Russian Embassy doubts statement released by UK police was indeed Yulia Skripal's
The statement released by UK police on behalf of Yulia Skripal appears to be designed to cut her off from outside contact, the Russian Embassy in the UK says. The mission is calling for verification that the statement is genuine.
Scotland Yard earlier issued a statement that was apparently from Yulia Skripal, the daughter of former double agent Sergei Skripal, who are both recovering from poisoning in the UK. British authorities have been accusing Moscow of poisoning the Skripals since day one of the case, allegations that Moscow firmly denies.
"If everything mentioned there is true we cannot but congratulate our compatriot," the Russian Embassy said in reaction to the Yulia Skripal statement, which it dubbed "an interesting read."
The embassy then called for verification that the words attributed to Yulia were indeed her own. "With no possibility to verify it, the publication by the Metropolitan Police raises new questions rather than gives answers," the embassy's message said. "As before, we would like to make sure that the statement really belongs to Yulia. So far, we doubt it much."
The statement, in which Yulia Skripal refuses the proffered assistance of the Russian Embassy and asks her cousin Viktoria to avoid trying to contact her, seems to have been "composed in a special way so as to support official statements made by British authorities and at the same time to exclude every possibility of Yulia's contacts with the outer world – consuls, journalists and even relatives," the embassy said.
The part where the statement released by the Met Police talks about Yulia having "access to friends and family" has also raised questions. Yulia's closest relatives, according to the embassy, are her cousin Viktoria and her grandmother Elena, Sergei Skripal's mother, who live together. Seeing as how Yulia is refusing contacts with Viktoria, it is unclear what family the statement speaks of.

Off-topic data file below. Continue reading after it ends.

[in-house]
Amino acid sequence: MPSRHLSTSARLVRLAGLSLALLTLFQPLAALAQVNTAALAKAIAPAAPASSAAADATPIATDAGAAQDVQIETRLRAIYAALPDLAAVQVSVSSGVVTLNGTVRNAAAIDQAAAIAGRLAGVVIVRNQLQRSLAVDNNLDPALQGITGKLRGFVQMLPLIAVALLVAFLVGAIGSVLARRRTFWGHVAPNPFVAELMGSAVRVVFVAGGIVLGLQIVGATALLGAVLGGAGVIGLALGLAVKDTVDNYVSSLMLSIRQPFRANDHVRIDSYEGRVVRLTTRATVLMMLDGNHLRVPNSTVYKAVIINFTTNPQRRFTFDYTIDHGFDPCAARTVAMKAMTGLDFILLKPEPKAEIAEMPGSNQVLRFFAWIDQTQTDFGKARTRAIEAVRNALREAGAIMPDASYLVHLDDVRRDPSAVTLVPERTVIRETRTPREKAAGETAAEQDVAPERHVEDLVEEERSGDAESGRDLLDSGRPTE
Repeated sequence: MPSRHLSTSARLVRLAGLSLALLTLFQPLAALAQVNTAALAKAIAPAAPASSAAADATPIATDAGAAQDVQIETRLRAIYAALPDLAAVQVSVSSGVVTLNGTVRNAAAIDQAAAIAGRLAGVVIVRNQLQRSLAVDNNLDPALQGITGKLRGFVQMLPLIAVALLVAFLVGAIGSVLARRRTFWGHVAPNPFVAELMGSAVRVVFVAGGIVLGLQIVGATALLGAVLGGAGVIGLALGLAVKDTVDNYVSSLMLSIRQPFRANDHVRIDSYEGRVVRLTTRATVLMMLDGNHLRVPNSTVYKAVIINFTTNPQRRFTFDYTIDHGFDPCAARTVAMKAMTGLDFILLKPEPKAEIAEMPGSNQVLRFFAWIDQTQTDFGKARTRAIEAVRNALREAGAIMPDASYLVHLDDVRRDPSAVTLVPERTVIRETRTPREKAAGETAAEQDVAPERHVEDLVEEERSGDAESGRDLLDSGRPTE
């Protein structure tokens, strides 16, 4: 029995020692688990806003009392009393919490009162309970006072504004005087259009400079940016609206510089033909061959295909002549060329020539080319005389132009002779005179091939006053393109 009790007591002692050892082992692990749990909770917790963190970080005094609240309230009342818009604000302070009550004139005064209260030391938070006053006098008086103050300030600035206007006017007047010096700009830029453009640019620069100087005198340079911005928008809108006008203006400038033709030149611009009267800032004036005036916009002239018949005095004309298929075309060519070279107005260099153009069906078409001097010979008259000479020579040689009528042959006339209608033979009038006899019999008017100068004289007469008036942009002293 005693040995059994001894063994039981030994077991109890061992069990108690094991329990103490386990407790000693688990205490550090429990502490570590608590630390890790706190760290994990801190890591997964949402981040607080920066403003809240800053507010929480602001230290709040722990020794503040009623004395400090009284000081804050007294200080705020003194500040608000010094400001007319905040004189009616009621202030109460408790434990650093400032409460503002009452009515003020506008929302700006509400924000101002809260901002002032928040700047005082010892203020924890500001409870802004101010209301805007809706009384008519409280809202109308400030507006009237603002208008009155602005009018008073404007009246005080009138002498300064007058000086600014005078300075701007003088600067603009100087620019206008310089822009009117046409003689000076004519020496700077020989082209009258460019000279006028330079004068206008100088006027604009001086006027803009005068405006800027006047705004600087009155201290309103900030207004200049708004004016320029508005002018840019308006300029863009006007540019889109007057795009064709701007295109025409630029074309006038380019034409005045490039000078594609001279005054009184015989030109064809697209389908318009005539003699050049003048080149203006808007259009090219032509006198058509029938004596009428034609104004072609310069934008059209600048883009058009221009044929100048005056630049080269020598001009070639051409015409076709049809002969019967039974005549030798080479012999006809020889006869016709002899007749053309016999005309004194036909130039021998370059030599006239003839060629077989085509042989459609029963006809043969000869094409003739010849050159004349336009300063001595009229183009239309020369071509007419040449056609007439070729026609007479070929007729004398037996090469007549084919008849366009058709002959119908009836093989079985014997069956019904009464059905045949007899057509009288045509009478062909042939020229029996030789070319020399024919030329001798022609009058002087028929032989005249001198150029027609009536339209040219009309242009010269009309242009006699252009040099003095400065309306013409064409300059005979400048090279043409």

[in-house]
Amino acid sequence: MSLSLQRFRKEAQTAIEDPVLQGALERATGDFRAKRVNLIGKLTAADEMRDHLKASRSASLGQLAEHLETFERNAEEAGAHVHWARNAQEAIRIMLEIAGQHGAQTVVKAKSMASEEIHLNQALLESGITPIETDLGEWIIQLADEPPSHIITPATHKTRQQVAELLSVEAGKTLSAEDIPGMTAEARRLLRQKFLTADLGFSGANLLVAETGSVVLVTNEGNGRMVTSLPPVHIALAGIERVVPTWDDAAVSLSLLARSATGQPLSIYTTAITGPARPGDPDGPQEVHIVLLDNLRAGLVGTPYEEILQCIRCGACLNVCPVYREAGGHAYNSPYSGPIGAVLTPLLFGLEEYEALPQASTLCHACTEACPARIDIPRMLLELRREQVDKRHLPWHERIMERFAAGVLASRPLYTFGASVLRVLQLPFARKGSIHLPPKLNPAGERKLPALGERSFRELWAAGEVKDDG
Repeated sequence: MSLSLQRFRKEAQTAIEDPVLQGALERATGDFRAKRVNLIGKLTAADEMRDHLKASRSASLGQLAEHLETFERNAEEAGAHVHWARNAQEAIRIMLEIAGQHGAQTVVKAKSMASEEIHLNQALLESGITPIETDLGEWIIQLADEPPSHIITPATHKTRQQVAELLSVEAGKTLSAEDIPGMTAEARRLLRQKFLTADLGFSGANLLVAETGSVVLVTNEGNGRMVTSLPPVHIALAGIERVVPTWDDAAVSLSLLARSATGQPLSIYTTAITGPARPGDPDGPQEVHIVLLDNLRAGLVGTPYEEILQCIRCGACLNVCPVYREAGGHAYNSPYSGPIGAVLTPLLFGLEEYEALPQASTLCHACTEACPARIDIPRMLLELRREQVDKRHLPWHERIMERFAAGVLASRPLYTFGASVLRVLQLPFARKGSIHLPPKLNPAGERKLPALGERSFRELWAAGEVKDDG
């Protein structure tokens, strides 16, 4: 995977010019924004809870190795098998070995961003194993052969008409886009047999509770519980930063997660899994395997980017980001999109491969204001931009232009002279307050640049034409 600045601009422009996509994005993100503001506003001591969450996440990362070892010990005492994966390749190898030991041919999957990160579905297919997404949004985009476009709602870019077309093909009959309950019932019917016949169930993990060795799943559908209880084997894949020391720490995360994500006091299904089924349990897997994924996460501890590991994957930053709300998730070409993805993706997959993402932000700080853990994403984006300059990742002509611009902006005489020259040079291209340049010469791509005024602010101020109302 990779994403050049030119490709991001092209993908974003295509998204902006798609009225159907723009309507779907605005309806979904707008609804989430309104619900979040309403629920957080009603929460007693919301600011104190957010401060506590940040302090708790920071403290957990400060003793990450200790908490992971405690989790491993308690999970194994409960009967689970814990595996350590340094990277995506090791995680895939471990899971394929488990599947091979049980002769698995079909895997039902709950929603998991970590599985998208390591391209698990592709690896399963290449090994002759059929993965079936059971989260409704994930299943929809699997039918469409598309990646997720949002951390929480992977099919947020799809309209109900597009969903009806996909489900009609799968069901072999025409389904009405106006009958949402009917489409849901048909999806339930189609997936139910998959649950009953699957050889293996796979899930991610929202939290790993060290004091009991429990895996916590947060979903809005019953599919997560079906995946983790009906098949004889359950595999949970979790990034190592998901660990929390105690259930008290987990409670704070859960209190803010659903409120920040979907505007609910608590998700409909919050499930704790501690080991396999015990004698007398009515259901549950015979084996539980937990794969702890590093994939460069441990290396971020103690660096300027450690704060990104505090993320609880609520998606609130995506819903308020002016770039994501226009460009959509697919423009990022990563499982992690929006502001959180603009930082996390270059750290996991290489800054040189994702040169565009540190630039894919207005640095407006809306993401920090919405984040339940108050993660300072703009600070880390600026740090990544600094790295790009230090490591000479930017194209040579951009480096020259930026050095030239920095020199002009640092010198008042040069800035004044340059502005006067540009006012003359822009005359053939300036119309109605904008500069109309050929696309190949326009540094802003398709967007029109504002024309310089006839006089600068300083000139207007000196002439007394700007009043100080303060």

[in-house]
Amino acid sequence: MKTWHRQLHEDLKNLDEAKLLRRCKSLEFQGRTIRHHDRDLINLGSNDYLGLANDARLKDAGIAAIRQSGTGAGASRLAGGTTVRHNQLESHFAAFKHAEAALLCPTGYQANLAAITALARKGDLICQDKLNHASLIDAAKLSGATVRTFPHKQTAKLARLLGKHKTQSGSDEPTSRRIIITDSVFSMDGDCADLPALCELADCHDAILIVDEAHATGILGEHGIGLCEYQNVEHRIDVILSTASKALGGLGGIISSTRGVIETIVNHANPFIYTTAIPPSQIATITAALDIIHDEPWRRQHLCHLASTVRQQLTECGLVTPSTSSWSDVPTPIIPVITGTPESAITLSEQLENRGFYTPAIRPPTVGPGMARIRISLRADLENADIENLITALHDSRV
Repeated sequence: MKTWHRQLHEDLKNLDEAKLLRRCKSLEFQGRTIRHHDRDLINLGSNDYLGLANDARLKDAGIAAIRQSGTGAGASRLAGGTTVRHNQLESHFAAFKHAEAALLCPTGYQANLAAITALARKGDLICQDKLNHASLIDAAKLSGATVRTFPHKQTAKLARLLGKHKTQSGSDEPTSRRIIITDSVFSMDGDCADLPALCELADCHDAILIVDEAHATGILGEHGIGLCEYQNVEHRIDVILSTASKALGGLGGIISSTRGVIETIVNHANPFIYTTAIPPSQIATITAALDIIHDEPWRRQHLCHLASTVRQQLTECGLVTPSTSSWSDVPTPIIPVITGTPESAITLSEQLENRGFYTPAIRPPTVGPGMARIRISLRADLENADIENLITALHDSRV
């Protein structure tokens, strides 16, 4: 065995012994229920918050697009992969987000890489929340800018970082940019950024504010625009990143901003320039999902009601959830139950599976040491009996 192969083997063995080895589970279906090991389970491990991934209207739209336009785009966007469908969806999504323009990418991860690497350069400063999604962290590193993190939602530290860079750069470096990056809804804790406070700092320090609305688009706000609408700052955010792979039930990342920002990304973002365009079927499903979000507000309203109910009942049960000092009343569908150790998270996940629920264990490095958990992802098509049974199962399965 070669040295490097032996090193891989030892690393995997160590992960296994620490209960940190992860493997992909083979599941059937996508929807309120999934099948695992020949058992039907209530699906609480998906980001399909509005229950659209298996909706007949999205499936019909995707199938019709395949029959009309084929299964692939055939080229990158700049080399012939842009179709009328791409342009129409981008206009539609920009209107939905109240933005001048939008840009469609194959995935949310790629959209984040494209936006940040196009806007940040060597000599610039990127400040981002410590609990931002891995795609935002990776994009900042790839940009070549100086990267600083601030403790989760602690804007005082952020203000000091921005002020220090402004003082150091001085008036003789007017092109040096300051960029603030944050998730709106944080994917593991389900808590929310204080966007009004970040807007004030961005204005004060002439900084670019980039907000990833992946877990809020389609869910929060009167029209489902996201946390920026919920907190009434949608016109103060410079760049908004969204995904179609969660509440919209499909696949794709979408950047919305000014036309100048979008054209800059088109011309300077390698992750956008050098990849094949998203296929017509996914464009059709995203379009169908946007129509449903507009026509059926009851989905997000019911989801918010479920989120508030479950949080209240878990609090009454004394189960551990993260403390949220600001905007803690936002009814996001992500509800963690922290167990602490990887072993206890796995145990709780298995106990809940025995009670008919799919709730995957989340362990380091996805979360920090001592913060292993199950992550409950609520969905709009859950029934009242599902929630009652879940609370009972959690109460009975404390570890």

"Particularly amazing is the phrase 'no one speaks for me' appearing in a statement which, instead of being read on camera by Yulia herself, is published at Scotland Yard website," the embassy said. The original statement also says Yulia is "not yet strong enough to give a full interview to the media."
Before the London police released Yulia Skripal's supposed statement, reports suggested that she had been moved to a secure, undisclosed location, "thought to be a well-guarded country house." The Russian diplomatic mission then voiced worry that she was being "held hostage" – which was not alleviated by the release of the official statement.
"To sum up, the document only strengthens suspicions that we are dealing with a forcible isolation of the Russian citizen. If British authorities are interested in assuring the public that this is not the case, they must urgently provide tangible evidence that Yulia is alright and not deprived of her freedom," the embassy said.
Yulia Skripal and her father had spent several weeks in a coma following their poisoning on March 4 in the city of Salisbury, where Sergei lived after being exchanged in a spy swap in 2010. Yulia and Sergei only recently woke up, though, according to the statement attributed to Yulia, both are still "suffering with the effects of the nerve agent used against us."